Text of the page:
How tea is made at the oldest tea farm in Europe

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  • Gorreana is the oldest, and one of the few remaining, tea plantations in Europe
  • The company uses 100-year old manufacturing methods to make its distinctly flavored tea

The following is a transcription of the video:

Claudia Romeo: You might not expect to find a tea plantation in Europe, but there is actually one off the coast of Portugal in the middle of the Atlantic Ocean. The tropical climate and volcanic soil make for perfect growing conditions, giving this tea a sweet, perfectly balanced mineral flavor. We're on São Miguel, the biggest island here in the Azores and the home of tea. On this island alone, in the 19th century, there used to be six tea manufacturers, but now there are only two left. The biggest and the oldest is Gorreana, which we're going to visit today. It's 138 years old, and they still make tea following the methods of the past. Gorreana makes both black and green tea. For black tea, depending on which leaf it comes from, the tea is given a different grading: orange pekoe, pekoe, or broken leaf.

Madalena Motta: This is a strong tea, pekoe. Orange pekoe. More aromatic. And this is broken leaf. Very light tea. You can touch, and you can feel. They are different.

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Claudia: Yeah. This is a bit rougher. So, why is it that this plant grows so well here in the Azores and not anywhere else in Europe?

Madalena: Because it needs water, not too much sun, fog. And because it rains a lot, the land is acid. So our tea is different from other teas by the taste. It's very balanced. Not strong. And the green tea doesn't have a fishy taste on the end. So this is the perfect place to have tea.

Claudia: The tea plant is not native to the Azores. It was brought here over two centuries ago, as islanders were in need of a new crop after a fungal disease wiped out São Miguel's main source of trade at the time, oranges. They were not disappointed. The Camellia sinensis couldn't have found more fertile soils than these.

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Madalena: And here, the plants don't die, because it rains a lot. When a plant is old, more or less 20, 19 years old, there's another one that comes. So you have always to take off plants.

Claudia: The harvest lasts six months, from spring to fall, until the leaves become too strong to make a good tea. In order to move around freely, harvesters first have to cut the sides of the plant. Then they use a machine that cuts only the very first leaves. The leaves may be small, but harvesting them is not a light job at all. The same way water plays an important role in the growth of the plant, it makes life difficult for the harvesters when they have to bring the leaves indoors. A bag of wet leaves like this weighs around 15 kilos, and there are hundreds to move a day. Gorreana is set on three floors, which conveniently follow the transformation from fresh leaf to tea leaf. On the first floor, there is a wilting room. It's a warm room where the leaves stay for 12 hours to let the water evaporate and the leaves soften. So, how many leaves do you collect on average?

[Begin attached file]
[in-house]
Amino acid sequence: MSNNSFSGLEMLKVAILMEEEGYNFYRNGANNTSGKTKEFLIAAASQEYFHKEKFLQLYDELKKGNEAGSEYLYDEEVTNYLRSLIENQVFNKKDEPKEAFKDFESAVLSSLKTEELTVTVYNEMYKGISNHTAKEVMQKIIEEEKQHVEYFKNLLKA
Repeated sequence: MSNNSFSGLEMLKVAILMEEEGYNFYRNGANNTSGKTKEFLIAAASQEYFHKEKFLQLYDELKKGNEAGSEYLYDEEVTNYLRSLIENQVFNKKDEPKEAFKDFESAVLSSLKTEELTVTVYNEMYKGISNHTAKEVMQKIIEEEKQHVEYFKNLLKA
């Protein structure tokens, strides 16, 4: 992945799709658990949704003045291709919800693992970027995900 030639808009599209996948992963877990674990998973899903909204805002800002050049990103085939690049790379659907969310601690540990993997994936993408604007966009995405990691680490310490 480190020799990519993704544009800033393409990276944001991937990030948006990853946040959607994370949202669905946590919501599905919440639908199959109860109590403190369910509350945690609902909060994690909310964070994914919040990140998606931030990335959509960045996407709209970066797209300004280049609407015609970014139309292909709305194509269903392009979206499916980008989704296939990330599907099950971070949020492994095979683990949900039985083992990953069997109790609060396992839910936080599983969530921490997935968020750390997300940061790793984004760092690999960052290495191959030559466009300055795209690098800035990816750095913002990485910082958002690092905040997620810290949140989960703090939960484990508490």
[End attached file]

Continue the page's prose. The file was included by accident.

Madalena: To make 1 kilo, you need 5 kilos of leaves. So we make 45 tons a year.

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Claudia: Black tea and green tea come from the same plant. What is different is the making process. To make black tea, leaves fall in this cylinder to be rolled on the ground floor of the factory. Rolling releases the juices of the leaves. The step that follows is oxidation, which happens in the basement of the factory. Leaves reach it by going through this other machine with a net. The net has different-sized holes to start dividing leaves into the three grades of black tea. It's what Madalena was telling me here, but the noise from the rolling machines was so loud that our microphones didn't really catch much of it. Listen for yourself.

[machines rumbling]

The sound was a bit better downstairs in the oxidation room. Madalena explained to me that oxidation is a natural process that occurs after the leaves are exposed to the air. This contributes to the aroma of the tea.

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Madalena: What the machines did up was this movement, for roll the leaves and for the juice to come out to stay black for the oxidation process. In two hours, it's black. My hands are starting to be black.

Claudia: So oxidation is not something you do, it's just when you extract the juice.

Madalena: If I was going to make green tea, it doesn't come here. Because we don't do the oxidation. We have to stop the oxidation. Claudia: Oh, OK, so the leaves are constantly separated.

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Madalena: Yes, always. Because it's orthodox way. Orthodox way, you are always separating the leaves. It's more expensive to make orthodox way. And here, this one, the bigger ones. The ones that stay inside, they're not good.

Claudia: The tea leaves will be separated another three times during the drying process, by size and by weight by machines, and by hand and human eye as a final check. But we'll have to wait a couple of hours for the oxidation to happen, so how about we talk about green tea for a minute? Madalena tells me that, unlike black tea, green tea is only made at the end of summer, where the sun has hardened the leaves. The process is similar, but the big difference is that after spending 12 hours in the wilting room, the leaves go through a steaming process before being rolled.